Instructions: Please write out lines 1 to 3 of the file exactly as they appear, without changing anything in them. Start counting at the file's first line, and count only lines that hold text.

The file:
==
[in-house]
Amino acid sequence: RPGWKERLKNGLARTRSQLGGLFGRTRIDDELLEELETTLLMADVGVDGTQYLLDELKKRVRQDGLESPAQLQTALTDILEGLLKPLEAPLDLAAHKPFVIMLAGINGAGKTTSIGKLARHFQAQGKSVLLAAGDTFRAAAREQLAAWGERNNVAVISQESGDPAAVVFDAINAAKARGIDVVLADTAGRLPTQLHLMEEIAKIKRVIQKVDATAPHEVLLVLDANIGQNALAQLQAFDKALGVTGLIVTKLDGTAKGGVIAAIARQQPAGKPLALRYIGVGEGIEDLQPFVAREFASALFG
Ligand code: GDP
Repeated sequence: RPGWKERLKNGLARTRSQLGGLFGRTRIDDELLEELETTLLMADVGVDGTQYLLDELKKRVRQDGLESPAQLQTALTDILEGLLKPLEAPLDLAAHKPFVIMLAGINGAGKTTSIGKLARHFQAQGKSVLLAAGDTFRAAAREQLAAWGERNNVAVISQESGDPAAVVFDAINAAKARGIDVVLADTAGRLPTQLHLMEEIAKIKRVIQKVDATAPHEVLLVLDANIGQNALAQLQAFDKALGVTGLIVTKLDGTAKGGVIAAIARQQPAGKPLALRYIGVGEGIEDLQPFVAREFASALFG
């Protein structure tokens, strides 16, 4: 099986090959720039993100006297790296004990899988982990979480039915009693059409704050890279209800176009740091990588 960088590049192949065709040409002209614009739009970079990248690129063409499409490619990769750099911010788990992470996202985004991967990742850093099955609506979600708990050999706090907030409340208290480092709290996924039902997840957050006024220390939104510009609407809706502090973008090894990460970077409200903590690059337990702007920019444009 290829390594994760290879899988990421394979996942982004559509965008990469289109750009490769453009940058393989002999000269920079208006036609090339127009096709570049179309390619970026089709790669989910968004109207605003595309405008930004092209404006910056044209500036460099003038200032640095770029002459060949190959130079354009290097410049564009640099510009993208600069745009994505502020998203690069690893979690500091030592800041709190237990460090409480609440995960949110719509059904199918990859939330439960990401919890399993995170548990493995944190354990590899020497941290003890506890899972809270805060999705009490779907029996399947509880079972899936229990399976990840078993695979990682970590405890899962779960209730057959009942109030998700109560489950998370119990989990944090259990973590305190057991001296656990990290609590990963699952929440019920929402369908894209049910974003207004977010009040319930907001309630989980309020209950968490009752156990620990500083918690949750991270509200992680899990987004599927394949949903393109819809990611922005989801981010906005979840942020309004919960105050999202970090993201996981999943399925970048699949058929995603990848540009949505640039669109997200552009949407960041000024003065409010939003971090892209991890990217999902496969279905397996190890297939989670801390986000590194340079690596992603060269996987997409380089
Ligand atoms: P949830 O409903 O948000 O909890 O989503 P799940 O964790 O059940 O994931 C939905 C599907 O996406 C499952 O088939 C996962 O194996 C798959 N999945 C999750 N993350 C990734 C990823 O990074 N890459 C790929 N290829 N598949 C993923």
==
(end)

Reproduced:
[in-house]
Amino acid sequence: RPGWKERLKNGLARTRSQLGGLFGRTRIDDELLEELETTLLMADVGVDGTQYLLDELKKRVRQDGLESPAQLQTALTDILEGLLKPLEAPLDLAAHKPFVIMLAGINGAGKTTSIGKLARHFQAQGKSVLLAAGDTFRAAAREQLAAWGERNNVAVISQESGDPAAVVFDAINAAKARGIDVVLADTAGRLPTQLHLMEEIAKIKRVIQKVDATAPHEVLLVLDANIGQNALAQLQAFDKALGVTGLIVTKLDGTAKGGVIAAIARQQPAGKPLALRYIGVGEGIEDLQPFVAREFASALFG
Ligand code: GDP